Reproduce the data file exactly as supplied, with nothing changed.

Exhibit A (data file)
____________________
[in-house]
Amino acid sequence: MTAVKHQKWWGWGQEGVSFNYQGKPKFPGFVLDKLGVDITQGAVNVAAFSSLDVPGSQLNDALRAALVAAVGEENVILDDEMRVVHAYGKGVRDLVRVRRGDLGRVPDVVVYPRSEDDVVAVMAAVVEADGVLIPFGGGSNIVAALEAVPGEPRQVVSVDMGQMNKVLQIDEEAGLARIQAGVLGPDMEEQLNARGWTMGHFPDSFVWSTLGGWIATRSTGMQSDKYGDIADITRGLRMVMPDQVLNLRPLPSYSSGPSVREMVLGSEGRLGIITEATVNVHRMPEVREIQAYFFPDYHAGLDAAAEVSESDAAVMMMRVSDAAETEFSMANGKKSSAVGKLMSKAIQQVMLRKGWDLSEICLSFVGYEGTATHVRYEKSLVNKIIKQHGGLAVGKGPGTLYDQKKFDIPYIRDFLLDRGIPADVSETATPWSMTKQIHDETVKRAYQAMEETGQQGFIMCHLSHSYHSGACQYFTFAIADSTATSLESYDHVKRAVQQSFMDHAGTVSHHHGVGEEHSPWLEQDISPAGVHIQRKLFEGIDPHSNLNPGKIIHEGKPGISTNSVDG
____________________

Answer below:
[in-house]
Amino acid sequence: MTAVKHQKWWGWGQEGVSFNYQGKPKFPGFVLDKLGVDITQGAVNVAAFSSLDVPGSQLNDALRAALVAAVGEENVILDDEMRVVHAYGKGVRDLVRVRRGDLGRVPDVVVYPRSEDDVVAVMAAVVEADGVLIPFGGGSNIVAALEAVPGEPRQVVSVDMGQMNKVLQIDEEAGLARIQAGVLGPDMEEQLNARGWTMGHFPDSFVWSTLGGWIATRSTGMQSDKYGDIADITRGLRMVMPDQVLNLRPLPSYSSGPSVREMVLGSEGRLGIITEATVNVHRMPEVREIQAYFFPDYHAGLDAAAEVSESDAAVMMMRVSDAAETEFSMANGKKSSAVGKLMSKAIQQVMLRKGWDLSEICLSFVGYEGTATHVRYEKSLVNKIIKQHGGLAVGKGPGTLYDQKKFDIPYIRDFLLDRGIPADVSETATPWSMTKQIHDETVKRAYQAMEETGQQGFIMCHLSHSYHSGACQYFTFAIADSTATSLESYDHVKRAVQQSFMDHAGTVSHHHGVGEEHSPWLEQDISPAGVHIQRKLFEGIDPHSNLNPGKIIHEGKPGISTNSVDG